Smithsonian National Museum of Natural History Geologic Time The Story of a Changing Earth
Presented by the Department of Paleobiology.
The Miocene
Contents
Epoch Overview
Terrestrial Life Throughout the Miocene
Miocene Marine Life
Shifting Continents and Changing Climates
Evidence
Skull of Hemicyon
learn more
sample
Chalicothere
Three-toed horse
Dog
Primitive baleen whale
Giant-toothed white shark
Seal
Shark-toothed whale
Snail
Oak
references and links
Foundational Concepts
Dating Methods
Earth Processes
Life Processes
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OVERVIEW
Miocene 23–5.3 mya
Defining Characteristics:
  • • half of marine invertebrates species are extant forms
  • • uplift of land separates Tethys Ocean from Indian Ocean
  • • ocean circulation changes to form major gyres (circles) in N & S hemispheres
  • • more seasonal climates in N. Hemisphere
  • • Map of the Miocene World
Secondary Characteristics:
  • • horses and even-toed herbivorous mammals diversify
  • • whales, seals, sea lions, and walruses diversify

This epoch was named Miocene by Charles Lyell in 1833 for strata at various European localities. He based this name on his observation that about one-fifth of the mollusk species found in these sediments represented living species. The name Miocene is derived from the Greek words meion (meaning “less”) and kainos (meaning “recent”), referring to the fact that fewer recent species were found in these rocks than in those of more recent age. Although Miocene-age rocks are known worldwide, many important sites are in North America, including Agate and Ashfall Fossil Beds National Monuments (Nebraska), Calvert Cliffs (Maryland), Buffalo Canyon and Stewart Valley (Nevada), and Lee Creek Mine (North Carolina).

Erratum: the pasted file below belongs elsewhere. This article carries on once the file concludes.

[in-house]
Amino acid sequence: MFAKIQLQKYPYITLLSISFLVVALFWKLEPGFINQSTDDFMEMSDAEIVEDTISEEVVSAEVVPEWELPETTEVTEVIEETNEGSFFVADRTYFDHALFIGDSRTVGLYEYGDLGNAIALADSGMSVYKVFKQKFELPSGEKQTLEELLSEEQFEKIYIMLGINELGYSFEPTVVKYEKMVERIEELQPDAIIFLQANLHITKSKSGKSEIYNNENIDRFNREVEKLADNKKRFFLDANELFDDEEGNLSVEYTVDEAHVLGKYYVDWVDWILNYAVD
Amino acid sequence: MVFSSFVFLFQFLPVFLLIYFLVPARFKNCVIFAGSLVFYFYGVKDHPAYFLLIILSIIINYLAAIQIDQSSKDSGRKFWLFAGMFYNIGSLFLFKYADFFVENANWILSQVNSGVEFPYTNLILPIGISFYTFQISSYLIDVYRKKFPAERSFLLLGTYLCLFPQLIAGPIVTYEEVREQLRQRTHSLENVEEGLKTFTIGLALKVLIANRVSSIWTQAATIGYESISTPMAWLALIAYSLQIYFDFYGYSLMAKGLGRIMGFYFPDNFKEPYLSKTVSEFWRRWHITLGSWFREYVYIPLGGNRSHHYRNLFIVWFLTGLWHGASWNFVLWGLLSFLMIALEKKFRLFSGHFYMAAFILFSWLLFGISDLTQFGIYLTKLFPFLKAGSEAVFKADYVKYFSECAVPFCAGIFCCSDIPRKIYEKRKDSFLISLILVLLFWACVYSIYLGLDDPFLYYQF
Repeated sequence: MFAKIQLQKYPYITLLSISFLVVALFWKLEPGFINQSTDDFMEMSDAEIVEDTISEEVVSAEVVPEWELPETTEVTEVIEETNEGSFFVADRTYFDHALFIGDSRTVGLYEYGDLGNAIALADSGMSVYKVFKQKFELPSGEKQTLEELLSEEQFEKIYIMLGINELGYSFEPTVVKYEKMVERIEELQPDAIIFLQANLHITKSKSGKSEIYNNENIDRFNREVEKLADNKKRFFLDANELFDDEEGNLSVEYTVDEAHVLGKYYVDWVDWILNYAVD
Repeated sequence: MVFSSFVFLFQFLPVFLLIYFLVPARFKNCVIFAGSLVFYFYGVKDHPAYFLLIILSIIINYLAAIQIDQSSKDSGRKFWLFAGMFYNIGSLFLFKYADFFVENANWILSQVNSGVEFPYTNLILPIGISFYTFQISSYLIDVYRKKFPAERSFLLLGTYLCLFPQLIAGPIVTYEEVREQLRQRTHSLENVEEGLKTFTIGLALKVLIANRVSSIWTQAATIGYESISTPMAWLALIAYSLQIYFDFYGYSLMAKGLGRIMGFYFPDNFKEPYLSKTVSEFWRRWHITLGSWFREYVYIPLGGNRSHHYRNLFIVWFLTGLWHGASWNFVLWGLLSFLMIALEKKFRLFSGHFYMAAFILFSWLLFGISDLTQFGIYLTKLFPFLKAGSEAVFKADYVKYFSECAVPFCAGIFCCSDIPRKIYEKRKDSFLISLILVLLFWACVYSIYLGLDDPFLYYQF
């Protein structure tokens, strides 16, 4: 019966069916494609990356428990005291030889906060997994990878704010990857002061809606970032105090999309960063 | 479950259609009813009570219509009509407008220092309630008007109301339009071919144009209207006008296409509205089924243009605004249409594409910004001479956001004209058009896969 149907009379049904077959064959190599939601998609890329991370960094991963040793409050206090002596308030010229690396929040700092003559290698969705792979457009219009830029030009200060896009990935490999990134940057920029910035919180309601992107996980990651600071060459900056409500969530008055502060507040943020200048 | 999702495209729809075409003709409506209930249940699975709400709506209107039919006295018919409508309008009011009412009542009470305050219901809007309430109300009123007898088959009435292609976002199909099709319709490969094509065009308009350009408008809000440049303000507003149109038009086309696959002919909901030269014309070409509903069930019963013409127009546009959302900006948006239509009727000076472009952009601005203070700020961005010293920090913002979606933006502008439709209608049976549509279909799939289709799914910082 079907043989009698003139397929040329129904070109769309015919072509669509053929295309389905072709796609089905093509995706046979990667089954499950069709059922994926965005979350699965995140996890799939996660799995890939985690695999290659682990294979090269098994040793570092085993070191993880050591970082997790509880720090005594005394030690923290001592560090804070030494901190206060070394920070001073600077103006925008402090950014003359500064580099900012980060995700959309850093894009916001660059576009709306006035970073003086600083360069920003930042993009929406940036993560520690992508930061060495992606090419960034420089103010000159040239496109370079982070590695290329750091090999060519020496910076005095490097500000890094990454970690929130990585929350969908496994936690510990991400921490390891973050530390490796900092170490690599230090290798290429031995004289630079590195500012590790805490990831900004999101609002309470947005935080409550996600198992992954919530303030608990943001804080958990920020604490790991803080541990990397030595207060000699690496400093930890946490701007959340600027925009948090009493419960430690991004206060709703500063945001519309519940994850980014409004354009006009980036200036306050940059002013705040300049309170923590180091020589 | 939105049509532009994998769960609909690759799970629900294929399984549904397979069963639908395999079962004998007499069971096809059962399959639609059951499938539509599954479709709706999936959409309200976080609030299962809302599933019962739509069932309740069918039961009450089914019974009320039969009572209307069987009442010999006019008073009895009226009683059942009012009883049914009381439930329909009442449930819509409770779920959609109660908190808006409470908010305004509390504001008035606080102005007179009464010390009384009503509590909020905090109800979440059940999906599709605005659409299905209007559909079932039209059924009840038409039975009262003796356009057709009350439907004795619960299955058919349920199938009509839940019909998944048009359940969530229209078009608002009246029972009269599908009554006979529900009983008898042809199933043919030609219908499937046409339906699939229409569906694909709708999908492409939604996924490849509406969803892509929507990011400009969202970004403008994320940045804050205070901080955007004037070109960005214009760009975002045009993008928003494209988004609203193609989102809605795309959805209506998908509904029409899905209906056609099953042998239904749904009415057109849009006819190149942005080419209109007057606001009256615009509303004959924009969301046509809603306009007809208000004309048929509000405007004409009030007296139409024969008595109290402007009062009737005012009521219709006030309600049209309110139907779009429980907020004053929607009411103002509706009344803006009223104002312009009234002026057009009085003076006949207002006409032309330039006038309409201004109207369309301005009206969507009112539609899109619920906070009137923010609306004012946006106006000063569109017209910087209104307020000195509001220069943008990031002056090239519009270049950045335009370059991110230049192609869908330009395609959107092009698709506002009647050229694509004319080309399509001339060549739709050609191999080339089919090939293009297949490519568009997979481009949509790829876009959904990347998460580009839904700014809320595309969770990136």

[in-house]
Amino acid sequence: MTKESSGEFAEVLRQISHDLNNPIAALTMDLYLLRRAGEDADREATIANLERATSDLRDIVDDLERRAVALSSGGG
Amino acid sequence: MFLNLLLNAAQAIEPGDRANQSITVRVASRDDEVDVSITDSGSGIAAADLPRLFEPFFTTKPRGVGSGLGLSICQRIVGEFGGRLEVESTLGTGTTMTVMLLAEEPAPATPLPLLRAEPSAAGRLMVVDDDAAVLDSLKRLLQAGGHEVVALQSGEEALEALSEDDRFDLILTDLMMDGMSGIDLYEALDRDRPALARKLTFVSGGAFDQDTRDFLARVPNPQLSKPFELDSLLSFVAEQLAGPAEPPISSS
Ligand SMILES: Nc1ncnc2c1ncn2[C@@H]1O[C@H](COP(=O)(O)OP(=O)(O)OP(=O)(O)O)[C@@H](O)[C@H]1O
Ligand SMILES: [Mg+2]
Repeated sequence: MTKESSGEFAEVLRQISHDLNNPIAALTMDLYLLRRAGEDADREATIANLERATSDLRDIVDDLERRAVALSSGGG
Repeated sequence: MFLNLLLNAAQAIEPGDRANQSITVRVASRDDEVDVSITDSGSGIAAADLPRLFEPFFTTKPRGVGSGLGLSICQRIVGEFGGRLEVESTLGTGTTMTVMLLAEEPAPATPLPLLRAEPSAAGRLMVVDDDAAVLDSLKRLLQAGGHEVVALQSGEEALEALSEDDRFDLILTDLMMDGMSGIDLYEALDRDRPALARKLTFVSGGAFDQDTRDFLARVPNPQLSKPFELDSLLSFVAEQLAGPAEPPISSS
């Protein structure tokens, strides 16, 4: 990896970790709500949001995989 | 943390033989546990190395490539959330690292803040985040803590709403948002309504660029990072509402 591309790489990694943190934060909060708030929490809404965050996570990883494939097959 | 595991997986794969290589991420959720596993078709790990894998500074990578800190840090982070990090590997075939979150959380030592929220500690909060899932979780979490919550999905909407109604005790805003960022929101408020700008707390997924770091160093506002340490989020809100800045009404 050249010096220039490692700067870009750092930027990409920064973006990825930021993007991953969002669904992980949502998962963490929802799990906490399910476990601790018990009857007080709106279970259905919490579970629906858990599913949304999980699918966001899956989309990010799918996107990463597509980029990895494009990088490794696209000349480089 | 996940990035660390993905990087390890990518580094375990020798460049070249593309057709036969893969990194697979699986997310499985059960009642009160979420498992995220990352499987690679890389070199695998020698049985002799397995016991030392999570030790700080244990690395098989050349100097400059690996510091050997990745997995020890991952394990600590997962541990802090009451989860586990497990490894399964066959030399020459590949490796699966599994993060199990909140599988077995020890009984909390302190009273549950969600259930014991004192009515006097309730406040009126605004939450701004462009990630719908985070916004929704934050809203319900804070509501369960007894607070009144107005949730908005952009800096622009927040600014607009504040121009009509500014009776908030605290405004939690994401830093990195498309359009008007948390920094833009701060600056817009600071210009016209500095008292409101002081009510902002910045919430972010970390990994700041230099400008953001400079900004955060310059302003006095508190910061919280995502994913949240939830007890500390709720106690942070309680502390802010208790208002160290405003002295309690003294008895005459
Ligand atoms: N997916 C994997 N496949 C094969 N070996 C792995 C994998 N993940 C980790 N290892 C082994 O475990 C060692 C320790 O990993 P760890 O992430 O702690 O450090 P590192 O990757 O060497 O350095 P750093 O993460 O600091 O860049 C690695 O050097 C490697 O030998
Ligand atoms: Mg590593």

The Miocene is one of the longest epochs of the Cenozoic Era and therefore forms a substantial part of the Neogene. It is most noted for the formation of wide expanses of open grassland across North America and Eurasia. These open habitats were home to a diversity of new forms of mammals; in particular, horses, rhinoceros, camels, and antelope-like mammals were common throughout North America. In the seas, great changes in ocean circulation encouraged the evolution and spread of marine vertebrates, including a great diversity of whales, seals, and sea lions. Distinct continental faunas were characteristic of this period, but so were migrations between many of the landmasses.



Epoch Overview | Terrestrial Life Throughout the Miocene | Miocene Marine Life
Shifting Continents and Changing Climates



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